Host Profile: Zoe Krylova

Name: Zoe Krylova

Radio Name: Zōstress

Show:
Co-host of Foggy Notion, currently filling in for Witches Brew on Wednesdays, 2 – 4 p.m.

Day Job: Communications Assistant, Mother, Maker

How long have you been a host at WTJU? One year + two months

Why did you become a WTJU host?
In November of 2019 a friend (DJ Android) invited me to select some songs and join him in the studio while he subbed on Reggae Vibrations, one of the first shows I fell in love with on WTJU when I moved to the area in 2005. I left feeling elated. I’ve always been extremely anxious about public speaking and it was a really healing experience. But I still didn’t think I could be a DJ! After some encouragement from friends, and some contemplation, I worked up my nerve and filled out the volunteer form.

Why should someone tune into your show in particular?
I tend to play a wide variety of music from various genres: old music, new music, new old music. Putting together a playlist is a little like composing a poem. I want to transport people––so they can dream, dance, release tension, access their inner spark, and experience connection.

Tell us about one of your biggest gaffs while in the studio:
I still consider myself pretty new to DJing so probably my worst gaffs are yet to come. I think I’ve experienced the types of things a lot of DJs have experienced: pressing play and realizing the channel is still in cue, starting a record at the wrong speed, back announcing and then realizing the mic isn’t turned on, playing two things at the same time. Not my own gaff, but I had four or five shows in a row where the CD players were skipping. I often have trouble with pronunciation, or I get names mixed up even if I know them. One time I called Phil Lynott, Bill Lynott.

Favorite moments in the air studio?
When I was doing the 1am show it always felt like a warm cocoon in the studio. There was something really special about being there in the dead of night. And now in the daylight, it is a bright spot in my week. Regardless of the time, it’s always so uplifting to receive phone calls and messages from people who appreciate the music.

If you could interview anyone on air, dead or alive, who would it be?
Sandy Denny, David Bowie, Sampa the Great, Sun Ra, and the poet Diane diPrima. Only one of those artists is alive.

What are your guilty pleasures?
One shouldn’t feel guilty about pleasures, but sometimes I do enjoy hearing really sappy tunes from the 80’s. I’ve been eating a lot of potato chips during the pandemic. I love delicious pastries. And I appreciate fine red wine.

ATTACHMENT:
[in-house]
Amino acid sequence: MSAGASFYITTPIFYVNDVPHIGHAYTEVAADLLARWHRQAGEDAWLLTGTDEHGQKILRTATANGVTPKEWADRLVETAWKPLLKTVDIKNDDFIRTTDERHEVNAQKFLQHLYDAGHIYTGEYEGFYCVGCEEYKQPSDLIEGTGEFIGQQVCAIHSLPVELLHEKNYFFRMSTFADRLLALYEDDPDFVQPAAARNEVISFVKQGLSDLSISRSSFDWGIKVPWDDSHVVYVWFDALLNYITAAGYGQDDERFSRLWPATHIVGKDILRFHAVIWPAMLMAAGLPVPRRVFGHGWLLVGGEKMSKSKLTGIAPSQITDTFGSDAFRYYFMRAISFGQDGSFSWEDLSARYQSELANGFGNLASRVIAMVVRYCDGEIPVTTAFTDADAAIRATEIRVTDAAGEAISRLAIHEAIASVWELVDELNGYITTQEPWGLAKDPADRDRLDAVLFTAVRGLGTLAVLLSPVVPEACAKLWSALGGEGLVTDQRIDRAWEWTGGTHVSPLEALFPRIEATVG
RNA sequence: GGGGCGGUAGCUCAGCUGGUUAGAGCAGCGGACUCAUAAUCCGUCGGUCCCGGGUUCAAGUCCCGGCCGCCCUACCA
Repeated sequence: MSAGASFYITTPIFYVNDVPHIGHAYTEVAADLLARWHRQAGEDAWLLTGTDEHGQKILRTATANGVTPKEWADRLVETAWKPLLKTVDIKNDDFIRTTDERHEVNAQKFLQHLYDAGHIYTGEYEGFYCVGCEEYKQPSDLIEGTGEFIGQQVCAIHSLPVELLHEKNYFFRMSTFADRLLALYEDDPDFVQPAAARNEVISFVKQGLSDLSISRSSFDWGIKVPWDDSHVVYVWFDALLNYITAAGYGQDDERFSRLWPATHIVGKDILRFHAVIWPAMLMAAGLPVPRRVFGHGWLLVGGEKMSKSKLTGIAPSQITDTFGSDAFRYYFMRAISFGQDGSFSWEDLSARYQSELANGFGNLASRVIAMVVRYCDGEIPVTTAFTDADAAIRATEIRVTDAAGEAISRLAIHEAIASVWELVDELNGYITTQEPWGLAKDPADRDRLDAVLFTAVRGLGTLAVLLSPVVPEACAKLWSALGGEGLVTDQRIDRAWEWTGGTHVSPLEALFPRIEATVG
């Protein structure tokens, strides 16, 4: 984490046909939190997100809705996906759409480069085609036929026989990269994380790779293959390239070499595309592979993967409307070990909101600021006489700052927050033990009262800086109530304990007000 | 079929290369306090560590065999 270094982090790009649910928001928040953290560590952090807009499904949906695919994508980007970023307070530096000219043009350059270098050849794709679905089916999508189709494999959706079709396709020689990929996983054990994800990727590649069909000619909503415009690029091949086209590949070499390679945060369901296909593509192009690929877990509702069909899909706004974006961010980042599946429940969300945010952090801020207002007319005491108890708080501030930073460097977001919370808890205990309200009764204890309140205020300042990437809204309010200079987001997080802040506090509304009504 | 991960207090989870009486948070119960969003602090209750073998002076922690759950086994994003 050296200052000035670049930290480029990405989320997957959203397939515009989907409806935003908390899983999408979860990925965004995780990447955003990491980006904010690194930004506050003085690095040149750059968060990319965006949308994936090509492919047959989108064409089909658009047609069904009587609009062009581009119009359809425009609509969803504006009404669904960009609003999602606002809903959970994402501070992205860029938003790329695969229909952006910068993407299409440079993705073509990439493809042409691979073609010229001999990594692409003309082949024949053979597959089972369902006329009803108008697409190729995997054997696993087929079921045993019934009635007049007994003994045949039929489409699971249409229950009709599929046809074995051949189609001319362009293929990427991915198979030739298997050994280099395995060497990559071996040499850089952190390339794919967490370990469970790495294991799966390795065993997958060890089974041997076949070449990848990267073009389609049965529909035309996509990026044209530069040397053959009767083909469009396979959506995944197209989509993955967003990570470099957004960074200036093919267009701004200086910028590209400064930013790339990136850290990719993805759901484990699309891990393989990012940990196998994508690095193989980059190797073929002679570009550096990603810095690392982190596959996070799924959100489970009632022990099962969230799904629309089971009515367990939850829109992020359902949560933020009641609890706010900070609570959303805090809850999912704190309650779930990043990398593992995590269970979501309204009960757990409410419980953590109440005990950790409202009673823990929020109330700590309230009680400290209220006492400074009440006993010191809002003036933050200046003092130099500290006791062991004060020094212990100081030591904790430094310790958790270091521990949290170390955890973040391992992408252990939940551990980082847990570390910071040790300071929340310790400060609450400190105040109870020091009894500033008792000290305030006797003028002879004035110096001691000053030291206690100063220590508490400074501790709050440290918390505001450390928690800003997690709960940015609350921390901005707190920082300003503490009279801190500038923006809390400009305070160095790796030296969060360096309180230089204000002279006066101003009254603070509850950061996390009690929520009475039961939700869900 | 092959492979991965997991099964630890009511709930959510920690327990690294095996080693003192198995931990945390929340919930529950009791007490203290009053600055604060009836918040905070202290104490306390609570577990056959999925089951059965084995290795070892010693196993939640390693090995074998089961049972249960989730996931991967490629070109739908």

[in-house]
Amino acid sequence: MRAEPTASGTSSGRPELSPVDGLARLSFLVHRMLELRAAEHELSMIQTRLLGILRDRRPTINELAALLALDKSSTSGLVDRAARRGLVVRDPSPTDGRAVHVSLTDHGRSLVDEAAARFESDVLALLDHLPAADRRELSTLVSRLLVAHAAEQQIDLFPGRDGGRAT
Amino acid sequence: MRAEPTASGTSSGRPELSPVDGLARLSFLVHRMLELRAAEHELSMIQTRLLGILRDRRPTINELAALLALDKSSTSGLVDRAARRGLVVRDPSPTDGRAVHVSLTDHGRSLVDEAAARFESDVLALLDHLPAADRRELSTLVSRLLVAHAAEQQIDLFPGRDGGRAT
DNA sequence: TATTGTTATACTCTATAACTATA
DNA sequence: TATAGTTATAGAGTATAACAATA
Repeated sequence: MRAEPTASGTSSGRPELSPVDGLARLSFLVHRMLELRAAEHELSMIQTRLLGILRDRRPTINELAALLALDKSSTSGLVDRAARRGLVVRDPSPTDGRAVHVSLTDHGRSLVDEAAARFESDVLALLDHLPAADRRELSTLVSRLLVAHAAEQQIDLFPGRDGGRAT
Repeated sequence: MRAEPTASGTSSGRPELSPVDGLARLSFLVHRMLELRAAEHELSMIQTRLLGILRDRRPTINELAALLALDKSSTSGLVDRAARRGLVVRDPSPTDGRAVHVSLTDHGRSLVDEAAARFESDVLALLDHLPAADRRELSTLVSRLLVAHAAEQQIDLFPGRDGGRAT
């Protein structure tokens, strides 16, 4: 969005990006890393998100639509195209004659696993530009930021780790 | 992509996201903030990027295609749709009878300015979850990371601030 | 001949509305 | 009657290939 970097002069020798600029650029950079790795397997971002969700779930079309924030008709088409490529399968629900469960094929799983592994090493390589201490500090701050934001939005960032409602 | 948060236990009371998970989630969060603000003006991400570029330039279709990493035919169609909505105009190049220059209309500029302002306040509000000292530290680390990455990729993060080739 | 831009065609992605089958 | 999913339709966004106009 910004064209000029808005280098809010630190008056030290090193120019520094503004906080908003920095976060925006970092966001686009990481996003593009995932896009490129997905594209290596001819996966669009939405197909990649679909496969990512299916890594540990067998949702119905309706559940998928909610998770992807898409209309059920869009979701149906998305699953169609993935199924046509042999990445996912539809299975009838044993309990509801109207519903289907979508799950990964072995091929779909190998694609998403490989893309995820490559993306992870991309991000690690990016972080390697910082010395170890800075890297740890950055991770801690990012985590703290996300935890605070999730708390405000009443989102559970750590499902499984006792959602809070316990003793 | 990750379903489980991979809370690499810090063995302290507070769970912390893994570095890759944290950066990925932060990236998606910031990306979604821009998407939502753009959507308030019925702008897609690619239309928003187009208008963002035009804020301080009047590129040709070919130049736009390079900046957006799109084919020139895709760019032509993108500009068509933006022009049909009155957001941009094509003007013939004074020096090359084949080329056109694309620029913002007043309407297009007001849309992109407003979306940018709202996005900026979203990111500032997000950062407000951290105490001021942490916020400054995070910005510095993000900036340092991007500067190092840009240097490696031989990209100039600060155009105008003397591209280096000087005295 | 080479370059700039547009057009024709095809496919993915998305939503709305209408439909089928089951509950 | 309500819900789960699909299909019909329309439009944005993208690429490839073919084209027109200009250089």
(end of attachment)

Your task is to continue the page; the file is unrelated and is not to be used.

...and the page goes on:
How has it felt being a radio host during this pandemic?
I started DJing just a few weeks before the Covid lockdown began. It felt almost sacred to drive the empty Friday night streets after pandemic curfew in order to get to my 1am show. I was grateful to have a safe place to go at a time when we were all staying home. I think a lot of people were experiencing anxiety and insomnia in those early quarantine days and it always felt good when someone would call or text in the late night to express gratitude for the tunes. It helps me to feel less isolated and I hope that the music helps others feel more connected as well.

What are your passions outside of music?
Writing, photography, collage, sewing. Mother nature. My family. Magical and healing arts. Adventures on the road. Great food.

Why does WTJU matter?
In our current culture controlled by corporate capitalism, community radio stations like WTJU (which are rare to begin with) are vestiges of volunteerism, cooperation, non-commercial media, and free-from music selections made by humans. Everyone at WTJU is passionate about being there. WTJU matters because it arises from love, not greed or power.

How have you seen WTJU change in your time here? How have you seen Charlottesville change?
I have not been at WTJU long enough to speak to the change there. I think it’s crucial to “keep it weird.” I would like the station to be more representative of the Charlottesville community at large, both in personnel and in music. As for Charlottesville itself, we moved here when a lot of the smaller music venues were closing, when “red dirt alerts” and over-priced condos were beginning to take over. I think the “summer of hate” was a big wake up call to a lot of people, myself included. The subtle and explicit racism in Charlottesville is deeply problematic. I think Charlottesville is changing for the better and for the worse simultaneously.

What could WTJU do better?
Everything. We can always do better. That said, I think WTJU is a gem.

Would you rather be a famous singer or be able to bring your favorite deceased singer back to life?
I don’t need to be famous, but I would love to be a (good) singer or to write (great) songs good singers might sing.

Would you rather be trapped in an elevator with a banjo player, a bagpipes player, or an accordion player?
I enjoy banjo, but I think in an elevator I may choose accordion, as it can be so moody.

Would you rather listen to a Bach motet scored for electric guitars, or Metallica’s ”Enter Sandman” scored for chamber choir?
I’d need to listen to both first before deciding.

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